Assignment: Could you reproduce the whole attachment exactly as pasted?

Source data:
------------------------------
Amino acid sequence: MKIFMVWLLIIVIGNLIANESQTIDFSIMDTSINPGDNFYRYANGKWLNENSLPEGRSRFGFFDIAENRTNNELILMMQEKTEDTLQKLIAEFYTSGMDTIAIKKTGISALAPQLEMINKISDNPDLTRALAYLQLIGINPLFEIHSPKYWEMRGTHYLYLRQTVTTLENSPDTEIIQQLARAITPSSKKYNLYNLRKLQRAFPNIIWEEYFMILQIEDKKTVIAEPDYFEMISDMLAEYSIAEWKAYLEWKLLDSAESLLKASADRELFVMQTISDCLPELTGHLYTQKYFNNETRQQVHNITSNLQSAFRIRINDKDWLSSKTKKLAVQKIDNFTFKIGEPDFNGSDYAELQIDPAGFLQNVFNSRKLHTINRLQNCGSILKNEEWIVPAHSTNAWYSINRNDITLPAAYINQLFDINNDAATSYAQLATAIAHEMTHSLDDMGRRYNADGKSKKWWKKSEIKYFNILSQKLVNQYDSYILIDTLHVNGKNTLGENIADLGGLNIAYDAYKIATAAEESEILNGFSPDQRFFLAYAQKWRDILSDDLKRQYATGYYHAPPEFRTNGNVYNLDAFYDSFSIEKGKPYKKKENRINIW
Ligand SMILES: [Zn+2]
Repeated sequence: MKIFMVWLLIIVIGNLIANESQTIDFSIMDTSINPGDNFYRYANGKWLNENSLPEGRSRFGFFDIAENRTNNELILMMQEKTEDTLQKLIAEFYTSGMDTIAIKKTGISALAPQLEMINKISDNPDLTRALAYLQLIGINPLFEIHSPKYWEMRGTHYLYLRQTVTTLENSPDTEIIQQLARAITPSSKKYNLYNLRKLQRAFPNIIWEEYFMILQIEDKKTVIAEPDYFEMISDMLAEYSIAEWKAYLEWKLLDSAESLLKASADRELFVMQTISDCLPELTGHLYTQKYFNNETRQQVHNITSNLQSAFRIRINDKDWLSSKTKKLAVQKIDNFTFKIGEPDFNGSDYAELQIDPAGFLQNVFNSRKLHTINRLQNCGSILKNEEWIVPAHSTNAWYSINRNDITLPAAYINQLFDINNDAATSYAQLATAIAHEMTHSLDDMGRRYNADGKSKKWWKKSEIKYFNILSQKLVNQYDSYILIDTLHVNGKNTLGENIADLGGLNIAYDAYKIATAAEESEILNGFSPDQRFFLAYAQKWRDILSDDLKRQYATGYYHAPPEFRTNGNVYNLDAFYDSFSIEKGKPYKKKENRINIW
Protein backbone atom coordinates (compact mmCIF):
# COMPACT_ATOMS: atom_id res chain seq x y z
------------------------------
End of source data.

Amino acid sequence: MKIFMVWLLIIVIGNLIANESQTIDFSIMDTSINPGDNFYRYANGKWLNENSLPEGRSRFGFFDIAENRTNNELILMMQEKTEDTLQKLIAEFYTSGMDTIAIKKTGISALAPQLEMINKISDNPDLTRALAYLQLIGINPLFEIHSPKYWEMRGTHYLYLRQTVTTLENSPDTEIIQQLARAITPSSKKYNLYNLRKLQRAFPNIIWEEYFMILQIEDKKTVIAEPDYFEMISDMLAEYSIAEWKAYLEWKLLDSAESLLKASADRELFVMQTISDCLPELTGHLYTQKYFNNETRQQVHNITSNLQSAFRIRINDKDWLSSKTKKLAVQKIDNFTFKIGEPDFNGSDYAELQIDPAGFLQNVFNSRKLHTINRLQNCGSILKNEEWIVPAHSTNAWYSINRNDITLPAAYINQLFDINNDAATSYAQLATAIAHEMTHSLDDMGRRYNADGKSKKWWKKSEIKYFNILSQKLVNQYDSYILIDTLHVNGKNTLGENIADLGGLNIAYDAYKIATAAEESEILNGFSPDQRFFLAYAQKWRDILSDDLKRQYATGYYHAPPEFRTNGNVYNLDAFYDSFSIEKGKPYKKKENRINIW
Ligand SMILES: [Zn+2]
Repeated sequence: MKIFMVWLLIIVIGNLIANESQTIDFSIMDTSINPGDNFYRYANGKWLNENSLPEGRSRFGFFDIAENRTNNELILMMQEKTEDTLQKLIAEFYTSGMDTIAIKKTGISALAPQLEMINKISDNPDLTRALAYLQLIGINPLFEIHSPKYWEMRGTHYLYLRQTVTTLENSPDTEIIQQLARAITPSSKKYNLYNLRKLQRAFPNIIWEEYFMILQIEDKKTVIAEPDYFEMISDMLAEYSIAEWKAYLEWKLLDSAESLLKASADRELFVMQTISDCLPELTGHLYTQKYFNNETRQQVHNITSNLQSAFRIRINDKDWLSSKTKKLAVQKIDNFTFKIGEPDFNGSDYAELQIDPAGFLQNVFNSRKLHTINRLQNCGSILKNEEWIVPAHSTNAWYSINRNDITLPAAYINQLFDINNDAATSYAQLATAIAHEMTHSLDDMGRRYNADGKSKKWWKKSEIKYFNILSQKLVNQYDSYILIDTLHVNGKNTLGENIADLGGLNIAYDAYKIATAAEESEILNGFSPDQRFFLAYAQKWRDILSDDLKRQYATGYYHAPPEFRTNGNVYNLDAFYDSFSIEKGKPYKKKENRINIW
Protein backbone atom coordinates (compact mmCIF):
# COMPACT_ATOMS: atom_id res chain seq x y z